Tuesday, December 10, 2002
Yes, this apology isn't enough
Here is the complete text of Trent Lott's apology: "A poor choice of words conveyed to some the impression that I embraced the discarded policies of the past. Nothing could be further from the truth, and I apologize to anyone who was offended by my statement.''
Interesting choice of a word, using "discarded." President Clinton's heath care proposal was discarded. It was debated and was not implemented. It is no longer discussed. The policies of the past which Lott embraced the other day were not just "discarded" -- they were repudiated. It's a shame that Lott still does not realize this. Segregation and racial supremacy aren't, as some people believe about President Clinton's health care proposal and dozens of other policy suggestions which fail, a good idea which fell by the way side. They are the antithesis of everything American.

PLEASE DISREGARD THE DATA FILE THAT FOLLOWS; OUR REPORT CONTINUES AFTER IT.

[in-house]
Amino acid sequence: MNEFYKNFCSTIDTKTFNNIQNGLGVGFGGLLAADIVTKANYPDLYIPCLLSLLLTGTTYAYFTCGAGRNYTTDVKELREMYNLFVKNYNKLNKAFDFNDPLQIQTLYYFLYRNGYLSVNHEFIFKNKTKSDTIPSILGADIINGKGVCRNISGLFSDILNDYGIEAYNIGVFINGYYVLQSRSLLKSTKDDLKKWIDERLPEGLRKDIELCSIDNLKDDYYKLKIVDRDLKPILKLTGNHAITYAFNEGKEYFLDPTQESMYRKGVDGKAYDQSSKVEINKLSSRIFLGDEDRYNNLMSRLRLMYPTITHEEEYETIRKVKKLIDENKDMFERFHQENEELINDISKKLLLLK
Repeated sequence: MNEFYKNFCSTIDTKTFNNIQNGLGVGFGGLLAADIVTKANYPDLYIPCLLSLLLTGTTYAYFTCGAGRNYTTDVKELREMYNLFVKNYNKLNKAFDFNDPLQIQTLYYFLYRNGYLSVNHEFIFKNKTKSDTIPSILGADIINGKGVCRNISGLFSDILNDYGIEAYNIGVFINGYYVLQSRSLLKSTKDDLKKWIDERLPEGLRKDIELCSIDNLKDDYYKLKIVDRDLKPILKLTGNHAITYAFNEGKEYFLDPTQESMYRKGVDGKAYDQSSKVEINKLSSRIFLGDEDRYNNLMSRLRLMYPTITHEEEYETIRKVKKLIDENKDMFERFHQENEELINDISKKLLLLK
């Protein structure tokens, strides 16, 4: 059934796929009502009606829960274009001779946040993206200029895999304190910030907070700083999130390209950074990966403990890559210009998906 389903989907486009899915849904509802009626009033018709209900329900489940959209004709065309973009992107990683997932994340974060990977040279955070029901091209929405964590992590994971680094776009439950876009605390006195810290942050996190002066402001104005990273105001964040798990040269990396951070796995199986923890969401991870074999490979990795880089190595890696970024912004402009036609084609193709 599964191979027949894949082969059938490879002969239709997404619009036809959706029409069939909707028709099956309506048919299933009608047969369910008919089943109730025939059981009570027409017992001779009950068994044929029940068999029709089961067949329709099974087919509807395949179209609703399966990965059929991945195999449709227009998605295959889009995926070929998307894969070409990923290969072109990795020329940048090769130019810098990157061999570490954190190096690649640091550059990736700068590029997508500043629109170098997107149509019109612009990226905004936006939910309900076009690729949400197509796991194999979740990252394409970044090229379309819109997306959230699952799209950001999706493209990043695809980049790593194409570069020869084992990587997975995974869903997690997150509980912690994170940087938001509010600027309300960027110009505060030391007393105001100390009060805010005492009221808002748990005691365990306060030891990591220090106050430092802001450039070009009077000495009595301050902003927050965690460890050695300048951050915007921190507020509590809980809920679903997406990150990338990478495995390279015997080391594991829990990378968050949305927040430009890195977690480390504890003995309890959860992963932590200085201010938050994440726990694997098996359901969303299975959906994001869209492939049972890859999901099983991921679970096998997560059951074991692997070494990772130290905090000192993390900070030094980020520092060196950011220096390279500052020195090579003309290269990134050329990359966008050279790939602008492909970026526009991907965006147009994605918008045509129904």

Lott made a mistake. We all make mistakes. He needs to apologize again, remembering Franklin Roosevelt's words at his fourth inaugural address: "We may make mistakes -- but they must never be mistakes which result from faintness of heart or abandonment of moral principle." These words are true when dealing with post-war Europe, Mississippi, or Iraq. We must remember moral principles. What was wrong in 1948 is still wrong in 2002. It was not simply discarded.
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